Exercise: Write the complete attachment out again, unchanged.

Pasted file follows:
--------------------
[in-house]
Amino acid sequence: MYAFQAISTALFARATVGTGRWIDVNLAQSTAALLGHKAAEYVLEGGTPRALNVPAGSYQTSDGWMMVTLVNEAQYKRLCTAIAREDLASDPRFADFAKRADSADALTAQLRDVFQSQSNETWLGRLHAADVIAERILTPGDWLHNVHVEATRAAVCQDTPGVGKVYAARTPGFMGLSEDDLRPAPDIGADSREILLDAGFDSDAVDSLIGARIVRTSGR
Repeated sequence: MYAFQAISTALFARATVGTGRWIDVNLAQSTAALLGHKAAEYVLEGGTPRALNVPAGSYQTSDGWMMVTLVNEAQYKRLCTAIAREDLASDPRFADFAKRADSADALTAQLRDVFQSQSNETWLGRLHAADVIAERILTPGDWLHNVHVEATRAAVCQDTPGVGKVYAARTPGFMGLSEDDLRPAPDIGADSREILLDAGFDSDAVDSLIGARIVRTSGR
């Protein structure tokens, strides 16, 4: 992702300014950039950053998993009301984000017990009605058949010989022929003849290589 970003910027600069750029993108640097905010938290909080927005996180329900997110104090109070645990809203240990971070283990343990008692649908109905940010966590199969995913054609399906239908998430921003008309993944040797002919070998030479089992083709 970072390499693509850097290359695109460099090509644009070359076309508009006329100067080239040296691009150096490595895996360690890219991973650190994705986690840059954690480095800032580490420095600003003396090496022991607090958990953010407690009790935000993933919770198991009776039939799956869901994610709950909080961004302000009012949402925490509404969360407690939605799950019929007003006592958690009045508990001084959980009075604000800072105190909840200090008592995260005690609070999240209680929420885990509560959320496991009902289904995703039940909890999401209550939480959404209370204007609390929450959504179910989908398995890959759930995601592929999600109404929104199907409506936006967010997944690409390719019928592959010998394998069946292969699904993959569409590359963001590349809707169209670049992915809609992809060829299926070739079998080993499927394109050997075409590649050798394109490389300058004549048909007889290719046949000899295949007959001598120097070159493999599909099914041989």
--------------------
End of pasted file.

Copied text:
[in-house]
Amino acid sequence: MYAFQAISTALFARATVGTGRWIDVNLAQSTAALLGHKAAEYVLEGGTPRALNVPAGSYQTSDGWMMVTLVNEAQYKRLCTAIAREDLASDPRFADFAKRADSADALTAQLRDVFQSQSNETWLGRLHAADVIAERILTPGDWLHNVHVEATRAAVCQDTPGVGKVYAARTPGFMGLSEDDLRPAPDIGADSREILLDAGFDSDAVDSLIGARIVRTSGR
Repeated sequence: MYAFQAISTALFARATVGTGRWIDVNLAQSTAALLGHKAAEYVLEGGTPRALNVPAGSYQTSDGWMMVTLVNEAQYKRLCTAIAREDLASDPRFADFAKRADSADALTAQLRDVFQSQSNETWLGRLHAADVIAERILTPGDWLHNVHVEATRAAVCQDTPGVGKVYAARTPGFMGLSEDDLRPAPDIGADSREILLDAGFDSDAVDSLIGARIVRTSGR
């Protein structure tokens, strides 16, 4: 992702300014950039950053998993009301984000017990009605058949010989022929003849290589 970003910027600069750029993108640097905010938290909080927005996180329900997110104090109070645990809203240990971070283990343990008692649908109905940010966590199969995913054609399906239908998430921003008309993944040797002919070998030479089992083709 970072390499693509850097290359695109460099090509644009070359076309508009006329100067080239040296691009150096490595895996360690890219991973650190994705986690840059954690480095800032580490420095600003003396090496022991607090958990953010407690009790935000993933919770198991009776039939799956869901994610709950909080961004302000009012949402925490509404969360407690939605799950019929007003006592958690009045508990001084959980009075604000800072105190909840200090008592995260005690609070999240209680929420885990509560959320496991009902289904995703039940909890999401209550939480959404209370204007609390929450959504179910989908398995890959759930995601592929999600109404929104199907409506936006967010997944690409390719019928592959010998394998069946292969699904993959569409590359963001590349809707169209670049992915809609992809060829299926070739079998080993499927394109050997075409590649050798394109490389300058004549048909007889290719046949000899295949007959001598120097070159493999599909099914041989």